Grief is draining. Not only does it take a toll on your physical energy, it also takes a toll on your mental health. The neurotransmitter serotonin influences your mood, digestion, sleep and social behavior, and becomes significantly affected during a difficult time. After experiencing a loss, you’re likely feeling emotionally and physically depleted, meaning your serotonin levels are low.
The summer months can be a difficult time for those who are grieving, as you’re witnessing others enjoying the season while you’re dealing with difficult emotions, processing and adjusting to a life that doesn’t feel the same as it used to.
It’s okay to not be okay, and don’t have to push yourself to do things you’re not ready for. However, if you’re finding that you’re struggling to get out of bed in the morning, here are five summer activities that can help raise your serotonin levels and help you get up and at ‘em each day.
Even if you can’t do all of these things, pick one or two that resonate with you and give them a try. Sometimes the effort of getting dressed and leaving the house is half the battle already won.
1. Visit Water
Water is one of the most calming things on earth. The sound of waves crashing on the shore, raindrops hitting your window, or even just a little fountain can help ease anxiety and lower stress levels. If you can’t get to an outdoor water source, simply sitting in the tub with the warm water surrounding you can be soothing.
Grieving takes more energy than you may think. Physical exercise can help improve your mood by releasing endorphins, which are the body’s natural painkillers. Taking a walk by a river, going for a swim, or playing sounds of a stream while doing some gentle yoga can increase your energy levels and improve your mood.
If you find that you’re unable to muster up the energy to do any sort of physical activity, that’s perfectly normal too. Just do what you can and don’t beat yourself up over the small things. Floating in a pool, doing some light stretching, or even just laying in the sun can help relax your mind and body.
Alternatively, visiting large bodies of water can give you the space to think, reflect, and spend time with your uninterrupted thoughts. There’s something about the vastness of the ocean or the stillness of a lake that can certainly put things into perspective.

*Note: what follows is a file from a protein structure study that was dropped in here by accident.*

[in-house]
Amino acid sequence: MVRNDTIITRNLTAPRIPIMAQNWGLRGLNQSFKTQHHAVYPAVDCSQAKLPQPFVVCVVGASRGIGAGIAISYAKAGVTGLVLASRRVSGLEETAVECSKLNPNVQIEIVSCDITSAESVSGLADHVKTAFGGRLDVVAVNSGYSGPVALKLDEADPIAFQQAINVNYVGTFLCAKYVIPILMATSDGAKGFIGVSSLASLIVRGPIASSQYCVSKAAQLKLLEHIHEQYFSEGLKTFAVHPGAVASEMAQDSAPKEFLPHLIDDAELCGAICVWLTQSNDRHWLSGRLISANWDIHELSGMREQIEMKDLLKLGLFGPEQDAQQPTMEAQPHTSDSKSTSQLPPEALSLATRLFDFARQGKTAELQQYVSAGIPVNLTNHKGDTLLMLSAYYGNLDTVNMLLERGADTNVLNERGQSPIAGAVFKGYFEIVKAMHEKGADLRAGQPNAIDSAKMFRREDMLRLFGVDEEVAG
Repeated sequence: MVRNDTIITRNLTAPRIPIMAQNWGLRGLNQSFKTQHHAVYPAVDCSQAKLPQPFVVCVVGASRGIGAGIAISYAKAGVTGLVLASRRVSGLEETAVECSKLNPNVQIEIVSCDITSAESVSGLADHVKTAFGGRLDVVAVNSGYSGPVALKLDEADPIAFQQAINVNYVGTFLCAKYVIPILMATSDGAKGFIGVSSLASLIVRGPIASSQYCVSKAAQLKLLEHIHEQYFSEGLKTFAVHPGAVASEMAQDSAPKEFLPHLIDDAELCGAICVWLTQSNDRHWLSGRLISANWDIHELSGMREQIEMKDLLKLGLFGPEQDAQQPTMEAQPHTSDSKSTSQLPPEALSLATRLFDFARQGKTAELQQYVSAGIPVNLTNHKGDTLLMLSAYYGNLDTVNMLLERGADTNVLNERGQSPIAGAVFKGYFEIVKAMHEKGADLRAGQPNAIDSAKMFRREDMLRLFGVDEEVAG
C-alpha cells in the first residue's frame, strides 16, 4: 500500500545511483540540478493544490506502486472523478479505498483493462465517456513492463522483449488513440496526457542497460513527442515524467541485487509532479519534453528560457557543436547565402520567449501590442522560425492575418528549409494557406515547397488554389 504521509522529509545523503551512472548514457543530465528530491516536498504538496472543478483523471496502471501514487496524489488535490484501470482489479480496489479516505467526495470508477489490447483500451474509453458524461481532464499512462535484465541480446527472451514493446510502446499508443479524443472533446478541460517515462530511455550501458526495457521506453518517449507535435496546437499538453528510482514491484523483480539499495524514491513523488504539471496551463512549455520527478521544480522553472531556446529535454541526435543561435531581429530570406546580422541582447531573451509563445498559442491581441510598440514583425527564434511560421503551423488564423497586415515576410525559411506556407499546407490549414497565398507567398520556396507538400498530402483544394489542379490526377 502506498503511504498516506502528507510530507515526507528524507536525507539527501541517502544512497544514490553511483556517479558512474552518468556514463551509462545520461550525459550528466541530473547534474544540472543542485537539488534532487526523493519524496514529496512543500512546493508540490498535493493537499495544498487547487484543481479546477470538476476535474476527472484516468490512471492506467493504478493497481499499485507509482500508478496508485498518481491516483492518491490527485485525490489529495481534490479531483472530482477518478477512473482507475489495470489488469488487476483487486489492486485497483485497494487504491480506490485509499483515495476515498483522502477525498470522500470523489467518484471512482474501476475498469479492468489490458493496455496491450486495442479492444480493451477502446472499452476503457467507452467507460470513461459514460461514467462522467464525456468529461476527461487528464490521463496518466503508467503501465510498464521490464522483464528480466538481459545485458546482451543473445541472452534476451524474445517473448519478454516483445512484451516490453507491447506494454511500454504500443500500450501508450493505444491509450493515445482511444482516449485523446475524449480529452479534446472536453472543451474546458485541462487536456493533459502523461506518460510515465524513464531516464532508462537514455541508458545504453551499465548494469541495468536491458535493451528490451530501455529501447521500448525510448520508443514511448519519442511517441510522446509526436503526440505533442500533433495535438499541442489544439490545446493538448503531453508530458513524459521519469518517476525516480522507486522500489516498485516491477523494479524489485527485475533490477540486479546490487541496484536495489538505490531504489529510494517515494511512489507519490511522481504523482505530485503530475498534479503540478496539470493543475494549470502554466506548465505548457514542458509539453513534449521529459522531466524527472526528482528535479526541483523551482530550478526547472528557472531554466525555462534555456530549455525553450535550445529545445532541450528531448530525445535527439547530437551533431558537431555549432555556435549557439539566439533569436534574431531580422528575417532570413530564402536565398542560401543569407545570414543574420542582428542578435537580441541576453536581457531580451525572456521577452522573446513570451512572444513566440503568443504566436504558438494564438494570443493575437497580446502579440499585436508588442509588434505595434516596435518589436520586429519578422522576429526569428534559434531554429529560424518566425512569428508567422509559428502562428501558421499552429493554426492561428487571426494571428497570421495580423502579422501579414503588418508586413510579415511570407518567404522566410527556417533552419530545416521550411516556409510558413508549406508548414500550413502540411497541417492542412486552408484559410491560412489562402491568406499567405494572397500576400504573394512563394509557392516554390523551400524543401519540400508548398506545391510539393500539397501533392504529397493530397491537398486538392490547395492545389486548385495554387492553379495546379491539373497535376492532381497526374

2. Connect with Nature on a Trail
Nature is inherently calming. Perhaps it’s the fresh air, the sound of the birds chirping, or the beauty of the trees and flowers. Whatever it is, spending time in nature can help to ease anxiety and lower stress levels while you deal with your loss.
Serotonin is a neurotransmitter that plays a huge role in maintaining a balanced mood, and exposure to sunlight helps the body produce more of it. Plus, physical activity has been proven to reduce stress and anxiety, so pushing yourself to finish that hike, walk or run is a great way to improve your mood.
On the other hand, it’s important not to overdo it. Your body needs rest in order to heal; physical and emotional. Make sure to take time each day to relax and enjoy the moment, even if just for a few minutes. A nature trail can also be a great place to do this; simply find a spot to sit or lie down, close your eyes and take some deep breaths while absorbing the sun.
3. Take a Trip
If you’re recovering from a loss, chances are you could use a change of scenery. Travel can be a great way to take your mind off of your current situation and help you feel more connected to the world around you.
There are many different ways to travel. You can go on a big adventure, like hiking in the mountains or exploring a new city, or you can take a more relaxing trip, like lying on the beach or visiting a spa. Whatever you choose, make sure it’s something that will make you feel happy and relaxed.
Even if you’re already starting to feel better, a grand adventure is a powerful way to remind yourself that life is beautiful and worth living. These moments of joy will add up and help your overall outlook on life.
4. Spend Time with Family
Summer is a great time to take a vacation to visit family. If you’re feeling lonely you may self isolate even more, which will disrupt the healing process in the long run. Grief is difficult to deal with, but you don’t have to do it alone; that’s what family is for.
Picnicking, hiking or barbecuing are a few great ways to spend time outdoors with family. Consider taking a trip to the local park, beach or even your own backyard. There are many ways to connect with others, and spending time with those you love and who love you in return is one of the best ways to cope with loss.
Serotonin is the “feel good” chemical of the body. Low levels of serotonin are linked to anxiety and depression, but these summer activities will help get you out of the house and help those feel-good chemicals rise. If you’re grieving the loss of a loved one, getting some sunshine, moving your body or spending time with family are all great ways to help get those serotonin levels back up.
Remember to take things as they come. Grieving comes in stages, and those stages can toss wave after wave of emotion your way. Don’t be afraid to get help if you’re struggling to cope, and don’t hesitate to ask for support from a loved one.